|Aaron Meyerson, Oxygen's senior VP-development and production, and Cynthia Ashworth, the network's senior VP-marketing|
Beginning this week, the women's cable network is holding auditions in Los Angeles for "Adfight," a reality series that pits 10 two-person teams against each other as they try to concoct the best femme-friendly campaign for a brand that may not otherwise appeal to women.
Office Max, for example, is already on board as the premiere participating brand, with the idea that a rotating lineup would be introduced should the show get picked up, said Aaron Meyerson, Oxygen's senior VP-development and production.
'A real assignment'
"It's a major advertising brand each episode -- whether it's a 30-second spot, it could be print, outdoor" or a public-service announcement, Mr. Meyerson said. "It's a real assignment they're trying to do with real creative teams competing for the best solution. What makes it really interesting to Oxygen is it's about what women want. So the brands are going to be looking to solve that business issue, which is, how do we appeal to women?"
Mr. Meyerson added that the participating brands will not be limited to one agency, and that the casting call for contestants as well as judges is open to all creatives across the country. The filming location has yet to be determined, but it will likely be Los Angeles, he said.
Such a brand-friendly show could only be the work of Reveille Productions, aka the company founded by new NBC Entertainment co-Chairman Ben Silverman. But it likely helped that Oxygen's senior VP-marketing, Cynthia Ashworth, is an ad-industry vet (she was a former creative at JWT and Ogilvy).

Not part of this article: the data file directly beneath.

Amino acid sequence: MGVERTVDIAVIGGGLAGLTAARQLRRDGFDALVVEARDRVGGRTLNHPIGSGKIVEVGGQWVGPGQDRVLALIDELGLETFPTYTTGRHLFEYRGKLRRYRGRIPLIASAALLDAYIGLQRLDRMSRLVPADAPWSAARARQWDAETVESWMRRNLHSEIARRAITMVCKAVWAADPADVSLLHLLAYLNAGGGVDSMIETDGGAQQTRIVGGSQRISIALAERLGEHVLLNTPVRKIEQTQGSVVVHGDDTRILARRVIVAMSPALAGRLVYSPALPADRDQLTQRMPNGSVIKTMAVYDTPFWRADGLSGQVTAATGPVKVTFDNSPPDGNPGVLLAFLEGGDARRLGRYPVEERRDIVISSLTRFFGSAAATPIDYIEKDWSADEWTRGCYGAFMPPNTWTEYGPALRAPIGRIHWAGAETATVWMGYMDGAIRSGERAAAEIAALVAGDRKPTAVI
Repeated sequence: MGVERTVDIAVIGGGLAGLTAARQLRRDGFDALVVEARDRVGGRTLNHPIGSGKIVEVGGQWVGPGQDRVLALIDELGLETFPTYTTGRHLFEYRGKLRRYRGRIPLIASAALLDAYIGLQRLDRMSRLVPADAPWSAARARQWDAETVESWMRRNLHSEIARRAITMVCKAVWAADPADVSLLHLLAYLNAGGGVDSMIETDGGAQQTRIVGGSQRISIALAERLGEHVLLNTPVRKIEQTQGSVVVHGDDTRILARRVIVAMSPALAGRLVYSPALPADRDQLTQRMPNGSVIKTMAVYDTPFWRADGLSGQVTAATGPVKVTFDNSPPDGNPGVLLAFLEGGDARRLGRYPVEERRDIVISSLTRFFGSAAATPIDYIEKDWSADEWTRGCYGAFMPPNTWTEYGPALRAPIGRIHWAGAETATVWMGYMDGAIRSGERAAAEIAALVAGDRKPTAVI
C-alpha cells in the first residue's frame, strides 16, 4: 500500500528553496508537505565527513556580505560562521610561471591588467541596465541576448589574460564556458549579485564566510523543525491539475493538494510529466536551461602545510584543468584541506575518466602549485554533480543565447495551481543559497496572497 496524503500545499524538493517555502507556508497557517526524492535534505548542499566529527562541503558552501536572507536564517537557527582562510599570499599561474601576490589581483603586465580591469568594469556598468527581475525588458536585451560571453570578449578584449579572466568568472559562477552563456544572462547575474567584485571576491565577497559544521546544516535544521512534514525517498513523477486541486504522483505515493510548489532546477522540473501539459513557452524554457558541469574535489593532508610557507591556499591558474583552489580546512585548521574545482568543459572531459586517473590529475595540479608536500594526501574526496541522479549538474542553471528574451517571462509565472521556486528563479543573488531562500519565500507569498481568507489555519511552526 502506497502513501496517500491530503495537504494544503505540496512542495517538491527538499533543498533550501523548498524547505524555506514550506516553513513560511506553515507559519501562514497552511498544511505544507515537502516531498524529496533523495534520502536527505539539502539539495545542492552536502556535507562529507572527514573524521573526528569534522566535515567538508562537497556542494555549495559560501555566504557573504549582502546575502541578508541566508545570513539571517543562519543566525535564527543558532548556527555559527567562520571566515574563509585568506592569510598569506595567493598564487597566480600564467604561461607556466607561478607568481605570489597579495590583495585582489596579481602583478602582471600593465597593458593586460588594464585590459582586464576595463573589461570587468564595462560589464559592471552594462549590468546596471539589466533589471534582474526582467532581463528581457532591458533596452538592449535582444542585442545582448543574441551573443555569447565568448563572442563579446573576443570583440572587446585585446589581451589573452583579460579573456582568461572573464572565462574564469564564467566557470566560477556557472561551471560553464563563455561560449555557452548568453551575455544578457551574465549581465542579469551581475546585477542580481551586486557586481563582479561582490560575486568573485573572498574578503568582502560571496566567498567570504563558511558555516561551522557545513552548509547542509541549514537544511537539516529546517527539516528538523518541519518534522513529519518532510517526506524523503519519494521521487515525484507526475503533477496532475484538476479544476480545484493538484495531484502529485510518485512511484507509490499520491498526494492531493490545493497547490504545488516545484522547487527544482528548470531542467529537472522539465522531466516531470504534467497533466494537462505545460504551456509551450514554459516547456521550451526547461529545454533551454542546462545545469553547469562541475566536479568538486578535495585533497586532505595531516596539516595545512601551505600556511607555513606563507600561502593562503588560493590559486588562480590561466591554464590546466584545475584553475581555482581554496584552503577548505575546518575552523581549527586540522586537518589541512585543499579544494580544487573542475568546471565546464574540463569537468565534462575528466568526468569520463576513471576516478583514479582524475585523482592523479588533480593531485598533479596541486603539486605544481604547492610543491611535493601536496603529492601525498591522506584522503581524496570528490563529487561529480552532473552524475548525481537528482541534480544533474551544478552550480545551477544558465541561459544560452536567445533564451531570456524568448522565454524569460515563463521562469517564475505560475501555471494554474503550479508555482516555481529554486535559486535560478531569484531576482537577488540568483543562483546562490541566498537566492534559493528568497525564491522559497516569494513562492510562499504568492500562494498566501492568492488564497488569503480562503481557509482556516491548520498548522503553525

Targeting an important consumer group
"This is a great concept for a show because women buy 83% of all consumer goods," Ms. Ashworth said. "Women are this incredibly important consumer group that not all advertisers have given its due in terms of targeting. This is an opportunity to open the minds of some brand managers to maybe ways they haven't thought of to drive their business."
Mr. Meyerson added that the career of a young creative is a "very aspirational profession" for the Oxygen audience.
Once production of the show gets under way (Mr. Meyerson said that will likely be at the end of the year), the program could air shortly thereafter, making a first-quarter 2008 premiere entirely plausible. The show has been in development at Oxygen for nearly a year, and was even mentioned during the network's upfront presentation in January.